MMA Barometer: Is the Sport Becoming too Saturated?
MMA Barometer: Is the Sport Becoming too Saturated?

This article is part of our MMA Barometer series.

One issue new UFC management faces heading into 2017 is oversaturation. With so many events on the calendar (like two this weekend), the UFC puts themselves in place to have to deal with multiple difficult situations.

First, casual fans are unlikely to watch an event every weekend. Striking is something that will always catch the attention of fight fans, but many causal supporters don't understand nuances and complexities in grappling. As a result, many think that fights that take place mainly on the ground are boring. Whether or not that perception is fair, it's the TV ratings that could ultimately suffer. If an event featured fights that were mostly grappling contests, it would be hard to get a casual fan to tune back in the following evening.

Second, with so many scheduled events, it is difficult to find replacements for main events. Many of the top fighters are either recovering from a recent fight, or in camp for an upcoming major fight. This means if a fighter in a main event gets injured, it is hard to find a comparable replacement that can bring the same attention from fans, and that can lead to events getting cancelled.

Finally, there is not only a risk of having fewer options to replace top fighters in main events, but a risk of not having enough star power to support such a heavy schedule. This was evidenced by the cancellation of UFC 208 earlier this week.

The UFC made the decision to cancel UFC 208 in Anaheim on Jan. 21, shifting the UFC 208 title to a Feb. 11 event in Brooklyn (originally supposed to be UFC 209). When it's all said and done, this is probably a good sign, as it was the new management of the UFC made the decision to cancel the event. Looking ahead, the cancellation could point toward a trend of a slightly lighter schedule in the future.

The major roadblock here is that scheduling is done almost a year in advance, so the UFC is locked into their calendar for the foreseeable future. The company cannot make it a habit to cancel events, because that would stop fans from buying tickets. The heavy schedule will continue for now, but hopefully there has been a change in philosophy by management, resulting in fewer events. This would not only cater more to casual fans, but also help the overall quality of the cards, as less events would mean more elite fighters competing each time the UFC is in the spotlight.

As always, below is your MMA barometer with rising, falling, and check status fighters.

Rising

Derrick Lewis, Heavyweight

After a five-month layoff, Derrick Lewis will return to the Octagon this Saturday to face Shamil Abdurakhimov at UFC 206. "The Black Beast" is riding a four-fight win streak, with three of those wins coming by KO/TKO. The other victory, in his previous fight, came via split decision against UFC stalwart Roy Nelson, who is nearly impossible to knock out. As the No. 10-ranked UFC heavyweight, Lewis will look to move into title contention with a win this weekend. Lewis has some of the most devastating power in the division, and will undoubtedly look to utilize his strikes this against Abdurakhimov.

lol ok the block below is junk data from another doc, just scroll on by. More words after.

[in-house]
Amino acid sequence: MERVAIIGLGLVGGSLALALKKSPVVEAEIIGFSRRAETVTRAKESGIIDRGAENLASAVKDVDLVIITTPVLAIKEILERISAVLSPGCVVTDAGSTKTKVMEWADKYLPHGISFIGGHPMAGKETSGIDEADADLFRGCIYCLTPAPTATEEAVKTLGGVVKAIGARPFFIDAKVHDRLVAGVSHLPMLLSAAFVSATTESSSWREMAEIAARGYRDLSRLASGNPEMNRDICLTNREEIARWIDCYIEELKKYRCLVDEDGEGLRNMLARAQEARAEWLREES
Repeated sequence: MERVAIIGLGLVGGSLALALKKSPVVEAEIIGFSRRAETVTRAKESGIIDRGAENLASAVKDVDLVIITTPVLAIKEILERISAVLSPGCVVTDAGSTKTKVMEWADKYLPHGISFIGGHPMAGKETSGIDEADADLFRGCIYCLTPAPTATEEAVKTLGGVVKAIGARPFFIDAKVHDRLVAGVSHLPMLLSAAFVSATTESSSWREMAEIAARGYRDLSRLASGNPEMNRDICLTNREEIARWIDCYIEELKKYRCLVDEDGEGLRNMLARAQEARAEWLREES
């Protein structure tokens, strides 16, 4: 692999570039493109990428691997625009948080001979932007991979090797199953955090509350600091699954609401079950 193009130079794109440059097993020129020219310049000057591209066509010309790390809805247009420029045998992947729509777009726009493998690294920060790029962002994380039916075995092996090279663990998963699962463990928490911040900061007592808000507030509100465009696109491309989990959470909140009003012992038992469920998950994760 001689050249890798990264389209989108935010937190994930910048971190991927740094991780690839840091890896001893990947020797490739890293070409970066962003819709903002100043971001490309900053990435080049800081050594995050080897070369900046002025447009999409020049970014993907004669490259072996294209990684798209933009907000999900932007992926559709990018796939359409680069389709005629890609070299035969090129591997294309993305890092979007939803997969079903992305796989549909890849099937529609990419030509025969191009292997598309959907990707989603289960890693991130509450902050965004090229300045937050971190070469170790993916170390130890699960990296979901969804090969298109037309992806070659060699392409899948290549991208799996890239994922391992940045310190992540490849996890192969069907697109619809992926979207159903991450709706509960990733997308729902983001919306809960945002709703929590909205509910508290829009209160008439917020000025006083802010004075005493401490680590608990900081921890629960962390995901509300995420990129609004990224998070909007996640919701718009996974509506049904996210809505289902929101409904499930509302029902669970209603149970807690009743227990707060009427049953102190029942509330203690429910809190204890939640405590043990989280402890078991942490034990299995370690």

Abdurakhimov is a great matchup for Lewis. The heavyweight from Dagestan has won his last two fights after a first-round knockout loss in his UFC debut against Timothy Johnson. However, Abdurakhimov won both of those fights by decision. The chances of going to a decision with Lewis are slim. Additionally, Abdurakhimov has been successful on only one takedown in eleven attempts in his three fight UFC career. As Roy Nelson showed in his fight with Lewis, takedowns and top control are the best chance to beat Lewis. Based on the above-mentioned statistics, Abdurakhimov will likely have trouble taking down Lewis, which will expose him to the knockout power of "The Black Beast." If he comes through Saturday, Lewis should get a fight with title implications in his next appearance.

Next Fight: Shamil Abdurakhimov, UFC Fight Night: Lewis vs. Abdurakhimov (Dec. 9, 2016)

Dooho Choi, Featherweight

Choi has dominated since entering the UFC in 2014. He has competed in three fights, and he won all of them in the first round via KO/TKO. His last two victories have earned him Performance of the Night awards. Choi's goal for each fight is to keep it standing, as he has eleven wins by KO/TKO and only one win by submission in fourteen professional victories. Choi has not attempted a takedown in his three UFC contests. Even though he has been successful up to this point, Choi needs to be prepared for every scenario this weekend against the well-rounded Cub Swanson.